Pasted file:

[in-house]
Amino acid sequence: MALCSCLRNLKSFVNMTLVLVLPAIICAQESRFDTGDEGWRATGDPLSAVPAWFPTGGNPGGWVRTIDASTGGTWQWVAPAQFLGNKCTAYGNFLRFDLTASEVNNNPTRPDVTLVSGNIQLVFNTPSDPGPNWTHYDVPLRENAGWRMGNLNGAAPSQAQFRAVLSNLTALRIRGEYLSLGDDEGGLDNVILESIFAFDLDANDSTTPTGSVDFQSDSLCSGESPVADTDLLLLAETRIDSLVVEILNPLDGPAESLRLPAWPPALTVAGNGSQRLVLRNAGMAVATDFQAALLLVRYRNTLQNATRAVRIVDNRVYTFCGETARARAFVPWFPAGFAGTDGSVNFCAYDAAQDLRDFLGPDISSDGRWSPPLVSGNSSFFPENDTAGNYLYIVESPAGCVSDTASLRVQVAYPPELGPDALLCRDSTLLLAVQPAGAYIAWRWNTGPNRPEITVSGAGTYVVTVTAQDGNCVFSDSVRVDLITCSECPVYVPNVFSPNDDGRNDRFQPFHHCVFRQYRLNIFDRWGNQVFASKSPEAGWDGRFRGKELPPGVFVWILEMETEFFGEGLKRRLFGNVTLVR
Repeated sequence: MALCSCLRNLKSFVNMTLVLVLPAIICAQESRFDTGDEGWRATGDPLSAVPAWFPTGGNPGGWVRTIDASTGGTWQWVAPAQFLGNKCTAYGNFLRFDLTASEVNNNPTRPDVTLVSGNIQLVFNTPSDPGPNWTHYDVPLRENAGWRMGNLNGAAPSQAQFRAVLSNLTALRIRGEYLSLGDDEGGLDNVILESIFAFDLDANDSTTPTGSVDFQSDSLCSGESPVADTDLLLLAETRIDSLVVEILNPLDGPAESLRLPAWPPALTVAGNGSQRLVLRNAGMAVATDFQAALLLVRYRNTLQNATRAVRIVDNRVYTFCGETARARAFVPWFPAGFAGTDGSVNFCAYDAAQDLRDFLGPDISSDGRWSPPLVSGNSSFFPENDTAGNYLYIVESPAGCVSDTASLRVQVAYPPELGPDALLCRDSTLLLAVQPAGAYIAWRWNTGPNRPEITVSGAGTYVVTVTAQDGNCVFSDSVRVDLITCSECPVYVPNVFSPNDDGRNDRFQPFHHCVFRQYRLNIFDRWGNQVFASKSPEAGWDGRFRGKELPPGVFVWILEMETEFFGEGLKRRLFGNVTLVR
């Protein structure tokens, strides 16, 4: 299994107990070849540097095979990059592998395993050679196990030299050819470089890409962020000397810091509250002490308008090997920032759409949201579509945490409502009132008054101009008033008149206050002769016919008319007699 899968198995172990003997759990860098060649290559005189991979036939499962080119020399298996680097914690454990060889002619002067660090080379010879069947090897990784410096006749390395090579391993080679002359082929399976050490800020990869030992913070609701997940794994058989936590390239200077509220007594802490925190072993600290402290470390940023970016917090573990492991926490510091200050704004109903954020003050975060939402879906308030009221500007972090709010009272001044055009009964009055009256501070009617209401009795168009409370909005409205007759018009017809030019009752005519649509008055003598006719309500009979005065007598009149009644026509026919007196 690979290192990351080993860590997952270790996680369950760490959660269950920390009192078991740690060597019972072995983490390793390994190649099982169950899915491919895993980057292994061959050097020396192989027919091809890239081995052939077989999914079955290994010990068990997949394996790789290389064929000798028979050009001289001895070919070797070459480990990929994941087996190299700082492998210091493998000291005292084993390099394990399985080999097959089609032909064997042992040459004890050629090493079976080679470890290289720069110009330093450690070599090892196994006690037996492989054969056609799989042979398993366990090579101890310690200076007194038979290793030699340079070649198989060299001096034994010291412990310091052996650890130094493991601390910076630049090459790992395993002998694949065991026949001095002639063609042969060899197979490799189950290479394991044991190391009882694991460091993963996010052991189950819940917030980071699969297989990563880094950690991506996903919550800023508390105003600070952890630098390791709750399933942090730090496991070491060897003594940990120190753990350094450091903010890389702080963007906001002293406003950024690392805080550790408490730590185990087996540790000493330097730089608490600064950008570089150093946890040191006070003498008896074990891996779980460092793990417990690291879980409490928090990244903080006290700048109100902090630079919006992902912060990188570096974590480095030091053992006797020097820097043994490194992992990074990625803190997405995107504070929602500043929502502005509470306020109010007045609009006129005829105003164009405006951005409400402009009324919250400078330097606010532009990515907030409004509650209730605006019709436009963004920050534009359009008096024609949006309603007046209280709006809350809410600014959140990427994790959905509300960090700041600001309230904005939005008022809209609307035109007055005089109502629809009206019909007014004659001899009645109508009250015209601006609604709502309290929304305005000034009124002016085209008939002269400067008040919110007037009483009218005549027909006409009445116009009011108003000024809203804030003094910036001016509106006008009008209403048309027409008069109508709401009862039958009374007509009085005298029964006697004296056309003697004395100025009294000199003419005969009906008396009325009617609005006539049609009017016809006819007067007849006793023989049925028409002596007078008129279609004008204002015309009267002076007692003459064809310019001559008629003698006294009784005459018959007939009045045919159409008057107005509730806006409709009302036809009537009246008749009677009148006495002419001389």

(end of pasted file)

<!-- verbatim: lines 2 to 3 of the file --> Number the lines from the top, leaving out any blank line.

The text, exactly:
Amino acid sequence: MALCSCLRNLKSFVNMTLVLVLPAIICAQESRFDTGDEGWRATGDPLSAVPAWFPTGGNPGGWVRTIDASTGGTWQWVAPAQFLGNKCTAYGNFLRFDLTASEVNNNPTRPDVTLVSGNIQLVFNTPSDPGPNWTHYDVPLRENAGWRMGNLNGAAPSQAQFRAVLSNLTALRIRGEYLSLGDDEGGLDNVILESIFAFDLDANDSTTPTGSVDFQSDSLCSGESPVADTDLLLLAETRIDSLVVEILNPLDGPAESLRLPAWPPALTVAGNGSQRLVLRNAGMAVATDFQAALLLVRYRNTLQNATRAVRIVDNRVYTFCGETARARAFVPWFPAGFAGTDGSVNFCAYDAAQDLRDFLGPDISSDGRWSPPLVSGNSSFFPENDTAGNYLYIVESPAGCVSDTASLRVQVAYPPELGPDALLCRDSTLLLAVQPAGAYIAWRWNTGPNRPEITVSGAGTYVVTVTAQDGNCVFSDSVRVDLITCSECPVYVPNVFSPNDDGRNDRFQPFHHCVFRQYRLNIFDRWGNQVFASKSPEAGWDGRFRGKELPPGVFVWILEMETEFFGEGLKRRLFGNVTLVR
Repeated sequence: MALCSCLRNLKSFVNMTLVLVLPAIICAQESRFDTGDEGWRATGDPLSAVPAWFPTGGNPGGWVRTIDASTGGTWQWVAPAQFLGNKCTAYGNFLRFDLTASEVNNNPTRPDVTLVSGNIQLVFNTPSDPGPNWTHYDVPLRENAGWRMGNLNGAAPSQAQFRAVLSNLTALRIRGEYLSLGDDEGGLDNVILESIFAFDLDANDSTTPTGSVDFQSDSLCSGESPVADTDLLLLAETRIDSLVVEILNPLDGPAESLRLPAWPPALTVAGNGSQRLVLRNAGMAVATDFQAALLLVRYRNTLQNATRAVRIVDNRVYTFCGETARARAFVPWFPAGFAGTDGSVNFCAYDAAQDLRDFLGPDISSDGRWSPPLVSGNSSFFPENDTAGNYLYIVESPAGCVSDTASLRVQVAYPPELGPDALLCRDSTLLLAVQPAGAYIAWRWNTGPNRPEITVSGAGTYVVTVTAQDGNCVFSDSVRVDLITCSECPVYVPNVFSPNDDGRNDRFQPFHHCVFRQYRLNIFDRWGNQVFASKSPEAGWDGRFRGKELPPGVFVWILEMETEFFGEGLKRRLFGNVTLVR